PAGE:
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31st May 2019

The darling fees of May

Sophie Marriott isn’t a fan of the proposed changes to tuition fees
The darling fees of May
Photo: EU2017EE @ Flickr

It’s suddenly been decided that tuition fees are too high. It’s suddenly been decided that students from low income backgrounds struggle to afford university and that some need grants not just loans.

Is this a rare attack of conscience? Are the tears Theresa May was so criticised for in her resignation speech actually transferring into action? I wish I could say that they were.

It’s unfair to say that somebody has ‘suddenly’ decided that tuition fees are too high: Over the past few years it has become increasingly evident that student loans never get repaid. None of the suggestions in the recent Augar report on tuition are based around concerns for student finances.

The suggestions may include reducing the maximum tuition fee to £7,500 per year, but it also extends the length of time people will be repaying them for – graduates could still be making payments as they near retirement in their sixties. Or rather, as they begin to think about retirement – it will probably the case that these graduates won’t be able to dream of a state pension at 68.

Not only will payments extend for longer, but they will begin earlier. The threshold moving from £25,725 yearly earnings to £23,000 comes at a time when wages are falling, especially for graduate jobs, this is a distinctly unwelcome proposal. One that is going to have ‘psychological’ effects, but they could hardly be called ‘benefits’.

Fees are falling, but the burden of their payments are getting heavier.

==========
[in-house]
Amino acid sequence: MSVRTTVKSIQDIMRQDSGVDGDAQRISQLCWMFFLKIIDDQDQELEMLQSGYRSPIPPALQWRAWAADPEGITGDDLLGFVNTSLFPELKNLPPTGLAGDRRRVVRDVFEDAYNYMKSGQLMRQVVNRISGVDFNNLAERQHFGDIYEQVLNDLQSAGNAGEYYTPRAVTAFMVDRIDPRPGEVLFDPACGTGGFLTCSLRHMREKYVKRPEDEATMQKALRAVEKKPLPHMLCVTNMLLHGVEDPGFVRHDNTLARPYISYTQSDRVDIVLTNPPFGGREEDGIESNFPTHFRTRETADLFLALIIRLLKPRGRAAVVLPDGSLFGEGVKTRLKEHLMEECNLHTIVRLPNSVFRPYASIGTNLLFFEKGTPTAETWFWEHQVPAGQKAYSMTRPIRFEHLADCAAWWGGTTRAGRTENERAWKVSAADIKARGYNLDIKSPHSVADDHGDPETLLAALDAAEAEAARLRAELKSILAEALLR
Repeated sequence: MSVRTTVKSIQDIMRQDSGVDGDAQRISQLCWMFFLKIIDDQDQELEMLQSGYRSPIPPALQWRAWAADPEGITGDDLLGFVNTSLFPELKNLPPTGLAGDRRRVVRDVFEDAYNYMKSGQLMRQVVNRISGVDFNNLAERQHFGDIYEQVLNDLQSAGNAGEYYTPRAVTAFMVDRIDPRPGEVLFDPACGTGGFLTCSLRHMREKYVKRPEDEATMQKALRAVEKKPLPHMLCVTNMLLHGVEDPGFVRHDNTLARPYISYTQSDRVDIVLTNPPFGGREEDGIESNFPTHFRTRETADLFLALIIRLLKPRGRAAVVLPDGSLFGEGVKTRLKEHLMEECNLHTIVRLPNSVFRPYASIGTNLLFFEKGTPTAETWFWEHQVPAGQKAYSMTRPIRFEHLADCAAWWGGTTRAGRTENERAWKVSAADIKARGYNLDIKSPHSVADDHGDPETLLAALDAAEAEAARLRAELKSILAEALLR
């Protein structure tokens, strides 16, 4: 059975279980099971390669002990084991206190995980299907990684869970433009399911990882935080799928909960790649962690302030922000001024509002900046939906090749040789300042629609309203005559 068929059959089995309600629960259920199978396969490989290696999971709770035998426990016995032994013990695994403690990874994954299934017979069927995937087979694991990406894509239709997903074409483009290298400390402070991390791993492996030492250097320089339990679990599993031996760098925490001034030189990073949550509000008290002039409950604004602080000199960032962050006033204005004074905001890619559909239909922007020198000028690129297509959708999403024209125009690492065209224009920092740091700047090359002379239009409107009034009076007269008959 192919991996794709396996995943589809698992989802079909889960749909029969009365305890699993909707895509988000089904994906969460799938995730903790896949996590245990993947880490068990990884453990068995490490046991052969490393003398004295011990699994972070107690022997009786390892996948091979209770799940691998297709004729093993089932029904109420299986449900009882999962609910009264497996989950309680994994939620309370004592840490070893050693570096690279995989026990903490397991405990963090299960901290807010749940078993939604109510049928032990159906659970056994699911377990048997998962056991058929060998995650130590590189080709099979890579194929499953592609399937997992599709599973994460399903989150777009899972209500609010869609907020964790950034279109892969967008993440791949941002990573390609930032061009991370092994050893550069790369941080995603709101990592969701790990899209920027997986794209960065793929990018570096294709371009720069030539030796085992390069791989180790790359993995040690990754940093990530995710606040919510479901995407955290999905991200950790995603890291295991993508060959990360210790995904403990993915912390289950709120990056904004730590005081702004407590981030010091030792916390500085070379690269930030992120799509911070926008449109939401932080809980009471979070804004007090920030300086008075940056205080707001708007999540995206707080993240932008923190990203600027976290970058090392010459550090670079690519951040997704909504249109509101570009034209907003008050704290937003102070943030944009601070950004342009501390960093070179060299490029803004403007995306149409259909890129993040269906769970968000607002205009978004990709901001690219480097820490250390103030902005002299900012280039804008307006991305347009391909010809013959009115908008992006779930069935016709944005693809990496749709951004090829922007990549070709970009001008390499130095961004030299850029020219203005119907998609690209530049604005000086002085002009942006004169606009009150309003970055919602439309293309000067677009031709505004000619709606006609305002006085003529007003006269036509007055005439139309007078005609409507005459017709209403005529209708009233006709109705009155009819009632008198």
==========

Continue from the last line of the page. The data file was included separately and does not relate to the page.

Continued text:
Having said that, the report does suggest some positive changes, like re-instating a £3,000 non-repayable maintenance grant. The key word here, however, is re-instating. It was scrapped when George Osbourne was Chancellor of Exchequer, on the grounds that it was “too expensive”. Clearly, the only way to provide basic provision for working class young people from going to University is to make them have to pay back more of their tuition loan. I mean after all there is no magic money tree to pay for silly fripperies like food, rent, or a social life.

The report also came with proposals to increase funding to Universities to make up for the loss of income. Now, I hate to be a cynic, but can you see any Tory government in the near future committing to a major injection of cash into the public sector? Especially one which has been so pesky with these darn strikes and protests and the like?

Claiming that tuition fees should be lowered to £7,500 is like saying we should really dress-up cholera, make it a bit sexier. They shouldn’t exist in the first place. To those who were put off by amassing a minimum of £27,000 worth of debt over three years, £22,500 is still going to dissuade them.

May is not trying to do something good with her last few weeks. Whether it is implemented or not, this falls directly in line with her history of socially damaging policies, hiding under the a rhetoric of paternalism.

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